We're told to slide them at our DC for multiple reasons. When tandems are all the way forward it will cause the back end to sit lower when loaded and often times prevents the warehouse from releasing the lock to give you the green light outside. It gets worse when the dock isn't completely flat. If the ground is snow/ice covered and your tandems are all the way forward you increase the likelihood if causing the trailer to slide forward when they're running pallets in. When that happens it puts stress on your landing gear and the locking mechanism that locks the trailer into a door.

Over The Road:

Over The Road

OTR driving normally means you'll be hauling freight to various customers throughout your company's hauling region. It often entails being gone from home for two to three weeks at a time.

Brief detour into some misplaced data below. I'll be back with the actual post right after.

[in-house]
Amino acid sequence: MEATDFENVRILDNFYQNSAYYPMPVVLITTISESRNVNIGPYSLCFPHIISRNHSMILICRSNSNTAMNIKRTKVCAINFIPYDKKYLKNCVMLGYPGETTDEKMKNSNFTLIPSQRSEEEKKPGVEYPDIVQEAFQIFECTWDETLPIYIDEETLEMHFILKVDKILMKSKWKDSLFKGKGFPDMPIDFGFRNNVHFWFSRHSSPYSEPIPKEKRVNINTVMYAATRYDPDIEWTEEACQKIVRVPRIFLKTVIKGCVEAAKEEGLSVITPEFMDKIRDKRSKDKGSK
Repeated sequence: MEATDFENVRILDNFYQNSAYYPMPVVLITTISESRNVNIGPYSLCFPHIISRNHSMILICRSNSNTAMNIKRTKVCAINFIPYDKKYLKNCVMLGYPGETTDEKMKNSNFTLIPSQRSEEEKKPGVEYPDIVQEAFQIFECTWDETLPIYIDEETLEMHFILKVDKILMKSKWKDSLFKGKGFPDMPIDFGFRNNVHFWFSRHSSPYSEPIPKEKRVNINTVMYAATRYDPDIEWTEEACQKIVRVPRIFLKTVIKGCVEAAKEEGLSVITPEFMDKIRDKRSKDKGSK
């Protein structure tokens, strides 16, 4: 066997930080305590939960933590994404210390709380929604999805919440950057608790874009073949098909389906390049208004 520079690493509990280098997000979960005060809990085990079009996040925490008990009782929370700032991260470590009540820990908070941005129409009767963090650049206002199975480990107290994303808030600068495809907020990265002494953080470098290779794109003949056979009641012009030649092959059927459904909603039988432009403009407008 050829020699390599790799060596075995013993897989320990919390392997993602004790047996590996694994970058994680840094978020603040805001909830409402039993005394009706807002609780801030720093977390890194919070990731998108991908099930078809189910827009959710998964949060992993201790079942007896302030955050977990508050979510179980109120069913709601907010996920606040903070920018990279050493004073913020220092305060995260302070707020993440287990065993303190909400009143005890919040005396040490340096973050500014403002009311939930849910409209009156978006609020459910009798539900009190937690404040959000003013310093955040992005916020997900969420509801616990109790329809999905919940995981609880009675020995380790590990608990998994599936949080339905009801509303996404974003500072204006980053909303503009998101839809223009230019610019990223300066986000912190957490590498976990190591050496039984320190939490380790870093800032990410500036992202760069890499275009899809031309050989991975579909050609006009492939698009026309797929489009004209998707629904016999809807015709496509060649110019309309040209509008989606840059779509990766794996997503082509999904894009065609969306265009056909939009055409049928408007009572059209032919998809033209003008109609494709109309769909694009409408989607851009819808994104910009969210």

Tandems:

Tandem Axles

A set of axles spaced close together, legally defined as more than 40 and less than 96 inches apart by the USDOT. Drivers tend to refer to the tandem axles on their trailer as just "tandems". You might hear a driver say, "I'm 400 pounds overweight on my tandems", referring to his trailer tandems, not his tractor tandems. Tractor tandems are generally just referred to as "drives" which is short for "drive axles".

Tandem:

Tandem Axles

A set of axles spaced close together, legally defined as more than 40 and less than 96 inches apart by the USDOT. Drivers tend to refer to the tandem axles on their trailer as just "tandems". You might hear a driver say, "I'm 400 pounds overweight on my tandems", referring to his trailer tandems, not his tractor tandems. Tractor tandems are generally just referred to as "drives" which is short for "drive axles".

Don's Comment
member avatar

Excellent points.

double-quotes-start.png

I worked in a warehouse as a Manager for 20 years before driving over the road. We never once asked the drivers to move there tandems to the rear and I have unloaded thousands of trucks all with forklifts. Never once did I ever see a trailer have a problem holding up a forklift with a pallet full of product on it. You do have more overhang on the trailer when you make turns, but I think that is the only concern.